Looking for a Perl development position in London

Philip Potter philip.g.potter at gmail.com
Thu Feb 4 16:58:34 GMT 2010

On 4 February 2010 16:29, Raphael Mankin <raph at mankin.org.uk> wrote:
> On Thu, 2010-02-04 at 15:48 +0000, Philip Potter wrote:
>> On 4 February 2010 14:48, Raphael Mankin <raph at mankin.org.uk> wrote:
>> > On Thu, 2010-02-04 at 13:31 +0000, Bob MacCallum wrote:
>> >> Under the 1975 Sex Discrimination Act it's unlawful for an employer to
>> >> discriminate against you because you are married.  This means that they
>> >> cannot ask you about this during interviews, etc.
>> >
>> > That may well be so but the fact remains that many employers will
>> > quietly discard the applications of women of child-bearing  age. They
>> > are just too expensive to employ. What with advertising and recruitment
>> > costs, maternity leave and all the rest, small firms e.g. solicitors and
>> > GP surgeries and so on will quietly overlook such applicants.
>> I'd like to see if the "more expensive" claim here could be backed up
>> by data. How much more expensive are they? How do you know? In
>> particular, given that you don't know if/when said candidate may fall
>> pregnant, the expected cost is far less bad than the worst case cost.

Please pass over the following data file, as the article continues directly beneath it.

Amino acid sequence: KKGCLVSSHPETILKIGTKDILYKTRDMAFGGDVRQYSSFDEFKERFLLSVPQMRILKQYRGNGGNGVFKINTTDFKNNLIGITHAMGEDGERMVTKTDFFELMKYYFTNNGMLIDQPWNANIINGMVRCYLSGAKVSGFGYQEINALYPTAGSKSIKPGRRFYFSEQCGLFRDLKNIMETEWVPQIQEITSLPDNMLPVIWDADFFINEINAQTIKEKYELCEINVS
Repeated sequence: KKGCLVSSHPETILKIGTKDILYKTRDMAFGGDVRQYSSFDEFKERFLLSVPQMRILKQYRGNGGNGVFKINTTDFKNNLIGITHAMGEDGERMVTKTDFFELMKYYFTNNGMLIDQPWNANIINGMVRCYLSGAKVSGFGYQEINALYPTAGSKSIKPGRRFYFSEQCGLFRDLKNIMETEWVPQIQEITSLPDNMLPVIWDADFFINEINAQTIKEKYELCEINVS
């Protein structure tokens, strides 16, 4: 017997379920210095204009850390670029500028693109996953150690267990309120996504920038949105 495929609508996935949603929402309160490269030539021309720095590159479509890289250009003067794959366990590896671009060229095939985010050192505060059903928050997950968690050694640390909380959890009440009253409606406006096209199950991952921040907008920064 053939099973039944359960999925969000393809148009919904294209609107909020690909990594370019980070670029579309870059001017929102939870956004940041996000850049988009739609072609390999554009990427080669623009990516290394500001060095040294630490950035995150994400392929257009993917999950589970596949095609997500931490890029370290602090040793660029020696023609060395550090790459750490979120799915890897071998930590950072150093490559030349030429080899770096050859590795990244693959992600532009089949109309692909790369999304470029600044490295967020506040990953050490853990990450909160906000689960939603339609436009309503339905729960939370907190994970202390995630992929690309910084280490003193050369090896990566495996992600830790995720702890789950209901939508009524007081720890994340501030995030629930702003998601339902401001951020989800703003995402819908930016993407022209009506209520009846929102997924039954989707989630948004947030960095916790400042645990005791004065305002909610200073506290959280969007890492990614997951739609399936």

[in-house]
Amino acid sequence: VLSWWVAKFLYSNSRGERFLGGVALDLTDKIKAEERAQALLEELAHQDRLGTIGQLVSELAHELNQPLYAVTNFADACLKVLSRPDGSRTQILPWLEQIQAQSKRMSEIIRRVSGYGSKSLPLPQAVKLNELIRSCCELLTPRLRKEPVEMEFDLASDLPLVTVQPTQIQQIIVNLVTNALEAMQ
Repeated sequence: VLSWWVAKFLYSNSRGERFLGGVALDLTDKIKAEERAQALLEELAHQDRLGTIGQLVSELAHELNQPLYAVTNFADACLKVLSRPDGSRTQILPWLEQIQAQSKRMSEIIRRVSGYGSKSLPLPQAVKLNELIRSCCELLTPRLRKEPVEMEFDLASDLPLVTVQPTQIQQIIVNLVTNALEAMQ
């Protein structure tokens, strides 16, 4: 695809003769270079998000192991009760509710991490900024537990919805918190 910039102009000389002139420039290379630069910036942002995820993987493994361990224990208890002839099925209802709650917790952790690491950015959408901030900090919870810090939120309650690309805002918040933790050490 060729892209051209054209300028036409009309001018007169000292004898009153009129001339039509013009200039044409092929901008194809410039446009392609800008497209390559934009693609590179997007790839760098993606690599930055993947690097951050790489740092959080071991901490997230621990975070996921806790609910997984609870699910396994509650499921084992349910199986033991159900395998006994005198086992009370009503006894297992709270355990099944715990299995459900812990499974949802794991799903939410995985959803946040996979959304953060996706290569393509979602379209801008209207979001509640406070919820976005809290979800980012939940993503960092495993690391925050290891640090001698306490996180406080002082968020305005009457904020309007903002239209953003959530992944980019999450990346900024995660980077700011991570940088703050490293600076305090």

> It's 9 months of full salary more expensive to hire a woman who gets
> pregnant, takes her full maternity leave and then decides not to return
> to work. Adding on to this  advertising, time to review CVs, time to
> interview and so on, the cost of recruitment can itself run into
> thousands.
> I know because, in spite of not myself being a woman, I have friends who
> have been bitten by this problem.
> The situation is exacerbated by women who take on a job with the full
> intention of getting pregnant as soon as possible. There do not have to
> be many of them for it to be a serious problem for employers.

Yes, but none of that is data. Not every woman of childbearing age
will get pregnant during the time they are working for you, and women
get paid less on average than men. It may be the case that having to
pay women less money outweighs the possibility that some of them may
get pregnant. I don't know. What I want to see is some real data
showing what the difference in cost is to hire a woman of childbearing
age who may or may not have any plans for getting pregnant, compared
to hiring a woman who one knows for sure won't get pregnant. Without
that data, you cannot make a proper informed decision, just an
ill-informed prejudice.


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